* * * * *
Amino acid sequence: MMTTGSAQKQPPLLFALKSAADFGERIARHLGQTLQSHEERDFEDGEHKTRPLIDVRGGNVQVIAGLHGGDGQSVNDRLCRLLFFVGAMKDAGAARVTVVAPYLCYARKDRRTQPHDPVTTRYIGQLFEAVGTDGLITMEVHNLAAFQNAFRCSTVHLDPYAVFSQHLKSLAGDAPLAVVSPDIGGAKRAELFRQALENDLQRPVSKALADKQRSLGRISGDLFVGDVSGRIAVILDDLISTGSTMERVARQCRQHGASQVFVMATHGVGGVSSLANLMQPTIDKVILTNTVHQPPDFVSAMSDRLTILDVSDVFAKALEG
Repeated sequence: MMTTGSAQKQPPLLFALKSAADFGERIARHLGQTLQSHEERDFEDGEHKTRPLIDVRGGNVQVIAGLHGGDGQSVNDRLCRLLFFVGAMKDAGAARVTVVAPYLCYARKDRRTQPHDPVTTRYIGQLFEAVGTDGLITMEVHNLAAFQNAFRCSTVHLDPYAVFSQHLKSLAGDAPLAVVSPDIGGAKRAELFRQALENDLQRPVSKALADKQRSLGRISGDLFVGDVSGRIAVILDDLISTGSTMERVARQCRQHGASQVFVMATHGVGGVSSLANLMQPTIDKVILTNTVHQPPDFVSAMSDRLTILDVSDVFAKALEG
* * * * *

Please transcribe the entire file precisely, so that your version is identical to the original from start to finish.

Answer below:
Amino acid sequence: MMTTGSAQKQPPLLFALKSAADFGERIARHLGQTLQSHEERDFEDGEHKTRPLIDVRGGNVQVIAGLHGGDGQSVNDRLCRLLFFVGAMKDAGAARVTVVAPYLCYARKDRRTQPHDPVTTRYIGQLFEAVGTDGLITMEVHNLAAFQNAFRCSTVHLDPYAVFSQHLKSLAGDAPLAVVSPDIGGAKRAELFRQALENDLQRPVSKALADKQRSLGRISGDLFVGDVSGRIAVILDDLISTGSTMERVARQCRQHGASQVFVMATHGVGGVSSLANLMQPTIDKVILTNTVHQPPDFVSAMSDRLTILDVSDVFAKALEG
Repeated sequence: MMTTGSAQKQPPLLFALKSAADFGERIARHLGQTLQSHEERDFEDGEHKTRPLIDVRGGNVQVIAGLHGGDGQSVNDRLCRLLFFVGAMKDAGAARVTVVAPYLCYARKDRRTQPHDPVTTRYIGQLFEAVGTDGLITMEVHNLAAFQNAFRCSTVHLDPYAVFSQHLKSLAGDAPLAVVSPDIGGAKRAELFRQALENDLQRPVSKALADKQRSLGRISGDLFVGDVSGRIAVILDDLISTGSTMERVARQCRQHGASQVFVMATHGVGGVSSLANLMQPTIDKVILTNTVHQPPDFVSAMSDRLTILDVSDVFAKALEG